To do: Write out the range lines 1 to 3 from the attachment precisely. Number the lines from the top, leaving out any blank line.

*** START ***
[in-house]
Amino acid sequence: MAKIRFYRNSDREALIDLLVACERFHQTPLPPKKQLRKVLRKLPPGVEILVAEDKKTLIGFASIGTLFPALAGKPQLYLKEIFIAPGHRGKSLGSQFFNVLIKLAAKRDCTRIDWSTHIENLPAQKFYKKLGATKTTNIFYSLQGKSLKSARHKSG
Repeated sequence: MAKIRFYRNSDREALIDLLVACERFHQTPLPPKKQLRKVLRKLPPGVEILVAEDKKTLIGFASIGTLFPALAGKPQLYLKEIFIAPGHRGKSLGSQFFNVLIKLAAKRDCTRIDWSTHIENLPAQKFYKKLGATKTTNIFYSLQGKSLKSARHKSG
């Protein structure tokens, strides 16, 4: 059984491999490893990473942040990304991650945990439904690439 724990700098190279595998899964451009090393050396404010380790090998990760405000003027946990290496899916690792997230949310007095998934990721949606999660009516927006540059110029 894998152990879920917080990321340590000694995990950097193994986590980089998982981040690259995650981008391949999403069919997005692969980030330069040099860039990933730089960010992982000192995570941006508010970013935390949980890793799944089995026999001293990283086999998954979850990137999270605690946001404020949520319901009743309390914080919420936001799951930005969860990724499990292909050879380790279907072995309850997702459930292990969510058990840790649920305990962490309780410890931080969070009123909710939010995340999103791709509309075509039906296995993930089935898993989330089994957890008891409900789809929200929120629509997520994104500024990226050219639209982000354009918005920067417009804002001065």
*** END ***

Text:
[in-house]
Amino acid sequence: MAKIRFYRNSDREALIDLLVACERFHQTPLPPKKQLRKVLRKLPPGVEILVAEDKKTLIGFASIGTLFPALAGKPQLYLKEIFIAPGHRGKSLGSQFFNVLIKLAAKRDCTRIDWSTHIENLPAQKFYKKLGATKTTNIFYSLQGKSLKSARHKSG
Repeated sequence: MAKIRFYRNSDREALIDLLVACERFHQTPLPPKKQLRKVLRKLPPGVEILVAEDKKTLIGFASIGTLFPALAGKPQLYLKEIFIAPGHRGKSLGSQFFNVLIKLAAKRDCTRIDWSTHIENLPAQKFYKKLGATKTTNIFYSLQGKSLKSARHKSG